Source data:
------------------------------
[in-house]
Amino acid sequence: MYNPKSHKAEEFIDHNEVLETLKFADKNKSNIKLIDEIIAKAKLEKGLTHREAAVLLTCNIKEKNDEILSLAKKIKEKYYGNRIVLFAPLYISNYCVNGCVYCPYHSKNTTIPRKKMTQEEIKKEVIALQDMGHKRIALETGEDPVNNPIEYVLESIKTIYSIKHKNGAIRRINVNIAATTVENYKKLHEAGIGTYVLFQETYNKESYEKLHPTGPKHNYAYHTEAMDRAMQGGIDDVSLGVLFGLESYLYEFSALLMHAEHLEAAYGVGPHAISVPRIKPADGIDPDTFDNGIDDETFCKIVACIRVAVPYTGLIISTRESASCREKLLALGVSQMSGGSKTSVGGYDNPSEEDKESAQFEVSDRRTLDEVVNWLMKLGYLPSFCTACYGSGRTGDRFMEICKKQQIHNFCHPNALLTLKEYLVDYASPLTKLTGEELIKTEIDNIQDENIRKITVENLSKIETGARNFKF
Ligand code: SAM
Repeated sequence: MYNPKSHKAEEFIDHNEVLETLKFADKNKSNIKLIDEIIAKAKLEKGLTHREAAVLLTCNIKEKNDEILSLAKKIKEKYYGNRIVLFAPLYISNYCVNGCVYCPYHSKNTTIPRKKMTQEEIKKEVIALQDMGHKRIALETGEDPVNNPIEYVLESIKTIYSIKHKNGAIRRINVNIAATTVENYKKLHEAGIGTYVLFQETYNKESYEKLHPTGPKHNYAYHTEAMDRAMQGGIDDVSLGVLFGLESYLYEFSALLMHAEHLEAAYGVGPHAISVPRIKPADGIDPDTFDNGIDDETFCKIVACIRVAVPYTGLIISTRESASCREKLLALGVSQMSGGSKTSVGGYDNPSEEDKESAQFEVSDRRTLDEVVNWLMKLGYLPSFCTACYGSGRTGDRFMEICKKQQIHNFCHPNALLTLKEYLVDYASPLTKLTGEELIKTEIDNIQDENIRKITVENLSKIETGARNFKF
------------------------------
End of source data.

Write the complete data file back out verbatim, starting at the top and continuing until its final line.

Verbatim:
[in-house]
Amino acid sequence: MYNPKSHKAEEFIDHNEVLETLKFADKNKSNIKLIDEIIAKAKLEKGLTHREAAVLLTCNIKEKNDEILSLAKKIKEKYYGNRIVLFAPLYISNYCVNGCVYCPYHSKNTTIPRKKMTQEEIKKEVIALQDMGHKRIALETGEDPVNNPIEYVLESIKTIYSIKHKNGAIRRINVNIAATTVENYKKLHEAGIGTYVLFQETYNKESYEKLHPTGPKHNYAYHTEAMDRAMQGGIDDVSLGVLFGLESYLYEFSALLMHAEHLEAAYGVGPHAISVPRIKPADGIDPDTFDNGIDDETFCKIVACIRVAVPYTGLIISTRESASCREKLLALGVSQMSGGSKTSVGGYDNPSEEDKESAQFEVSDRRTLDEVVNWLMKLGYLPSFCTACYGSGRTGDRFMEICKKQQIHNFCHPNALLTLKEYLVDYASPLTKLTGEELIKTEIDNIQDENIRKITVENLSKIETGARNFKF
Ligand code: SAM
Repeated sequence: MYNPKSHKAEEFIDHNEVLETLKFADKNKSNIKLIDEIIAKAKLEKGLTHREAAVLLTCNIKEKNDEILSLAKKIKEKYYGNRIVLFAPLYISNYCVNGCVYCPYHSKNTTIPRKKMTQEEIKKEVIALQDMGHKRIALETGEDPVNNPIEYVLESIKTIYSIKHKNGAIRRINVNIAATTVENYKKLHEAGIGTYVLFQETYNKESYEKLHPTGPKHNYAYHTEAMDRAMQGGIDDVSLGVLFGLESYLYEFSALLMHAEHLEAAYGVGPHAISVPRIKPADGIDPDTFDNGIDDETFCKIVACIRVAVPYTGLIISTRESASCREKLLALGVSQMSGGSKTSVGGYDNPSEEDKESAQFEVSDRRTLDEVVNWLMKLGYLPSFCTACYGSGRTGDRFMEICKKQQIHNFCHPNALLTLKEYLVDYASPLTKLTGEELIKTEIDNIQDENIRKITVENLSKIETGARNFKF